Mexico seeks to ID bodies, explain huge fireworks blast

The number killed in the fireworks market explosion north of Mexico City jumps to at least 27, with scores more wounded, authorities say.
Mexican soldiers inspecting the site of an explosion at a fireworks market in the municipality of Tultepec, Mexico, on Dec 20, 2016.
Mexican soldiers inspecting the site of an explosion at a fireworks market in the municipality of Tultepec, Mexico, on Dec 20, 2016. PHOTO: EPA

TULTEPEC, Mexico (AFP) – Mexico worked on Wednesday (Dec 21) to identify charred bodies left by an explosion that killed at least 31 people at its biggest fireworks market, as authorities investigated what caused the multi-coloured salvo of destruction.

Forensic experts are carrying out genetic analyses to identify the badly burned remains from the Tuesday blast, with just 13 victims identified so far, said state prosecutor Alejandro Gomez.

Eight victims were minors, he told TV network Televisa.

Another 72 people were injured in the explosion. Forty-seven remained in hospital on Wednesday, many with severe burns covering their bodies.

Three badly burned children were due to be transferred to a specialised hospital in Galveston, Texas.

Rescue workers were still searching for bodies – or survivors – in the smouldering wreckage of the San Pablito market in the Mexico City suburb of Tultepec.

At the time of the blast, it was packed with customers buying pyrotechnics for traditional end-of-year festivities.

Christmas and New Year parties in many Latin American countries often wrap up with a fireworks free-for-all.

But the holiday season took a horrific turn.

 

“I thought we were all going to die,” said Luis Hernandez, 26, at the shop where he has assembled fireworks for the past 12 years.

“People were running. Children were shouting. Lots of burned people were walking around, not knowing what to do. And we didn’t know what to do either, because we were afraid the explosions would start again.” 

Other survivors described hellish scenes of people on fire, including children, running from the market as blue, red and white explosions lit up the sky.

The remains of the market looked like something from a post-apocalyptic film, with little left standing in the smoldering ruins.

Hundreds of heavily armed police guarded the entrances, which were sealed off with yellow police tape.

The main one was still crowned with a giant sign reading “Visit! Open all year. We have full safety measures.”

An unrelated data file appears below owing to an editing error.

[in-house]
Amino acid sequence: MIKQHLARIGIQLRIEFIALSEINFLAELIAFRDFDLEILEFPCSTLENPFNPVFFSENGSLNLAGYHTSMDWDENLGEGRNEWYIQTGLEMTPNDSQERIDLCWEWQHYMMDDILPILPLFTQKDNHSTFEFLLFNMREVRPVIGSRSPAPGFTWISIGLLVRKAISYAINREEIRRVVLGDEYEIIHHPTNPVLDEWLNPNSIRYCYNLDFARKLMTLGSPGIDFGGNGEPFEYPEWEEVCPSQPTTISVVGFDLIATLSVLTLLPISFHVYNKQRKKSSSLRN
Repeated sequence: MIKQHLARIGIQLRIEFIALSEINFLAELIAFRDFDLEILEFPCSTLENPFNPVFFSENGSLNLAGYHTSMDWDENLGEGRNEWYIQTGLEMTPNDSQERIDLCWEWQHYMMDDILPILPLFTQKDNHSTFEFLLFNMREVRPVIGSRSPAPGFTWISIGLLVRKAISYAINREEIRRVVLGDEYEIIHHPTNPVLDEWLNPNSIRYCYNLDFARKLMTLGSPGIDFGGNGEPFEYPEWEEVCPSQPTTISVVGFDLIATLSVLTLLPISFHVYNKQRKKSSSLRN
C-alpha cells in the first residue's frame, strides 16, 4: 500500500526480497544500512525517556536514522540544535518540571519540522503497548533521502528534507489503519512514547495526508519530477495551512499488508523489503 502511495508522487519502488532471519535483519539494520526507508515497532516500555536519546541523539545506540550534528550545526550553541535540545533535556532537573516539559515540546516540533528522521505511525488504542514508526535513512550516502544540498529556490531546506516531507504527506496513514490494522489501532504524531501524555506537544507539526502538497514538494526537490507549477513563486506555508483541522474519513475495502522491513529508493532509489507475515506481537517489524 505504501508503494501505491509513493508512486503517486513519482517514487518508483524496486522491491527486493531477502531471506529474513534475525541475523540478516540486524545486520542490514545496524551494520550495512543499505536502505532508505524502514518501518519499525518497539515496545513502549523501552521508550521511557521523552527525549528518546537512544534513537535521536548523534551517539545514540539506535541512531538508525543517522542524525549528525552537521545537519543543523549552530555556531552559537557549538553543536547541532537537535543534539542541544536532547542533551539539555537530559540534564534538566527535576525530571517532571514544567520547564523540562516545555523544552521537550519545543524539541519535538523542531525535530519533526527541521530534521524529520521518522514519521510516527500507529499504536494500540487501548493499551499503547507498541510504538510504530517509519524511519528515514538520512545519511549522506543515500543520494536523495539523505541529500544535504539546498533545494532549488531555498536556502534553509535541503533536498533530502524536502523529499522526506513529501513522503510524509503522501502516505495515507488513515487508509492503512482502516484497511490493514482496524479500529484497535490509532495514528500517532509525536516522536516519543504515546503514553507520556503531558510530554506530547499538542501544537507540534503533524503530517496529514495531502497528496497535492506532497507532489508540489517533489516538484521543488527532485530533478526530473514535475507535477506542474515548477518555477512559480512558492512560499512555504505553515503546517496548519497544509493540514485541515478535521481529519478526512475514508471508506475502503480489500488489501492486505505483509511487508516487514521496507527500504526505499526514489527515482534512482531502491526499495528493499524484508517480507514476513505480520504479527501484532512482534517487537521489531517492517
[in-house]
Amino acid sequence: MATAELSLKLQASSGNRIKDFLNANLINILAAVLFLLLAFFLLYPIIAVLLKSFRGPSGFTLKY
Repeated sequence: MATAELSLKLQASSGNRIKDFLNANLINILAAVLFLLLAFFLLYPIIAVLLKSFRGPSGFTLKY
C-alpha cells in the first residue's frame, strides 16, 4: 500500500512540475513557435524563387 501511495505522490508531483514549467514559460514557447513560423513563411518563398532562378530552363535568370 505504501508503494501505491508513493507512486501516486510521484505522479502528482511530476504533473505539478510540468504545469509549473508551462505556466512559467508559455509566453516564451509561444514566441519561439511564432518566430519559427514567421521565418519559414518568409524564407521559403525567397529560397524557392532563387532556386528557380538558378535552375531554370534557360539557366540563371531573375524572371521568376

Fire crews struggled for three hours before bringing the blaze under control.

Officials said crews had to wait for all the fireworks to finish exploding before they could extinguish the flames.

Small explosions continued to startle locals through the night. Authorities said they were controlled blasts to eliminate remaining gunpowder.

In some areas, emergency workers were gently probing for survivors under heaps of charred and twisted roofing material.

Homes and vehicles nearby were also severely damaged.

“I thought my house had collapsed,” said resident Artemio Aguilar as he cleaned up the firework remains littering his block.

The military, which is in charge of issuing fireworks sales permits, was deployed to help emergency crews.

Ambulances, fire trucks, police vehicles and army trucks all crowded the sprawling blast area.

The attorney general’s office has opened an investigation into the cause of the blast.

State and federal investigators were combing through the burnt remains of the market.

Some witnesses said a rocket that went off at one seller’s stall triggered the chain reaction.

“We cannot verify that theory, since the person working at the stall in question is unfortunately deceased,” investigators said in a statement.

Other locals told AFP the blast was caused by a “bomb,” a pyrotechnic product the size of a tennis ball that lights up the sky in colourful circles.

Gomez, the investigating prosecutor, said the probe was only just beginning.

“I have no theories for now,” he said. “Our priority has been to attend to the injured, remove the bodies and deal with the emergency.” He said forensic photographers and explosives experts would analyse the scene as necessary in the coming days.

“Fireworks are a risk. It’s inevitable. If a rocket goes off, it ignites the others. Security measures are worthless,” said resident Roberto Cortez, a 48-year-old mason.

The market had already been rocked by two explosions in the past: in September 2005 ahead of the Independence Day holiday, and again the following year.

Both incidents left dozens of injured, but no fatalities.